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Steps to Success: Growing from the outside, in

Written, this week, from a sleepy, little village in the heart of the English countryside. I say sleepy but not these past five days during Chulmleigh Old Fair week, an annual tradition that's gone on here for the past 750 years! I liken it to the atmosphere of Cup Match, only with more sheep.

I've been coming here sporadically over the past thirty-five years. It's interesting to see how it's changed, but more how much it's stayed the same.

Despite being so familiar with the goings-on, as I stood on the street corner awaiting the Saturday parade, I felt extremely self-conscious. Most of the kids I'd known from my childhood summer visits had grown up and moved away, others had escaped on holiday to avoid the hubbub. I was surrounded by people, locals, but felt so incredibly alone and awkward. I guess it was clear that I “wasn't from around these parts”.

As they presented the trophies I tried making small-talk with the chap next to me, “I was in that parade 30 years ago,” I said. “But I didn't win a prize.”

“Nope, they don't like outsiders around here,” was his response.

Yup, as much as I love this place I was feeling pretty unwanted, my allegiance and contribution here thoroughly unappreciated. I thought of home and its parallels.

Just then I recognised someone — looking just the same as he had the last time I saw him, when I was 11. His family owned the next door cottage.

He could have chosen to forget we knew each other. I see that a lot. But he didn't. We remembered old times: rainy summer days playing cards, village life. I joked about still feeling like a sore thumb here … Then he changed all that. “Why don't you come along?” he asked.

Off to his sister's, up the street, where they invited me in, introduced me to their friends, and she cooked me a meal.

She later admitted she'd felt reluctant at first, feared I'd judge her or her house. Meanwhile I was just thinking how lucky I felt for their kindness, being included in such great company. We chatted and found we had far more in common than we might have guessed, sharing stories and life experiences, many with similar threads. From our far-flung corners we were able to offer different perspectives, life-lessons and understandings. The conversations ran deep and even in that short time, shifts and bonds were made.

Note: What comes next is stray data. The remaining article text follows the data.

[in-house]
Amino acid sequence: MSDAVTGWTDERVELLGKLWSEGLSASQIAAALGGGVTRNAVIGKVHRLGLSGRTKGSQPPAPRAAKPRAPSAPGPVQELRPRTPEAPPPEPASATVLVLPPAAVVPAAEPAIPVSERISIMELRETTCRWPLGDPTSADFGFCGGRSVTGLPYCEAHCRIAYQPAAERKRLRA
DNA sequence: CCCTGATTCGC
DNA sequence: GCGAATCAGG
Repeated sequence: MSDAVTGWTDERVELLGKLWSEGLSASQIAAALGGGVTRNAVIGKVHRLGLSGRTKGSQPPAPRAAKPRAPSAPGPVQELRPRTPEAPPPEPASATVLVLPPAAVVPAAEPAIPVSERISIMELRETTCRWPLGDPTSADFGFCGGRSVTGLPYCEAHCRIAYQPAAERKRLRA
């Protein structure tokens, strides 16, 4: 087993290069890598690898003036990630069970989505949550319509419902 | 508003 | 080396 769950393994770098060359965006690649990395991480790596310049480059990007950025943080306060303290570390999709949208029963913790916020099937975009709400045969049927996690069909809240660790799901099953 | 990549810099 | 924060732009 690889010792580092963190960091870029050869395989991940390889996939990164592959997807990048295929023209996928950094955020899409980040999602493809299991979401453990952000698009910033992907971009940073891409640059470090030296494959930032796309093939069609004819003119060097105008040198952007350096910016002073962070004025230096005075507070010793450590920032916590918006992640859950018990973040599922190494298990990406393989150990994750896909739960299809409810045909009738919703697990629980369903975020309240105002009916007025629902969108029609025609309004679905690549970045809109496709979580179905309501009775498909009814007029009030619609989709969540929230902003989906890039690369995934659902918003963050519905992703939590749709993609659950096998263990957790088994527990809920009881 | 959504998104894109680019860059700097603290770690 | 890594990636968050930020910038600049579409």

I believe that people come into our lives for a reason — perhaps only for a day, sometimes for a decade, but we will never know if we keep them as strangers. It takes courage to extend an invitation and sometimes equal bravery to accept an offer. Here's what I took home from the fair:

• Inviting “strangers” into our lives, saying yes and being receptive literally opens new doors and expands our horizons.

• You never know where you will find a kindred spirit.

• There is always common ground and shared experience, when we look.

• Erring on the side of openness and graceful hospitality just might save the day.

• Belonging can happen anywhere; someone is only an outsider until you let them in.

•Julia Pitt is a trained success coach and certified NLP practitioner on the team at Benedict Associates. For further information contact Julia on 705-7488, www.juliapittcoaching.com.

Village parade: The annual English tradition of Chulmleigh Old Fair week

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Published August 05, 2015 at 9:00 am (Updated August 05, 2015 at 2:28 am)

Steps to Success: Growing from the outside, in

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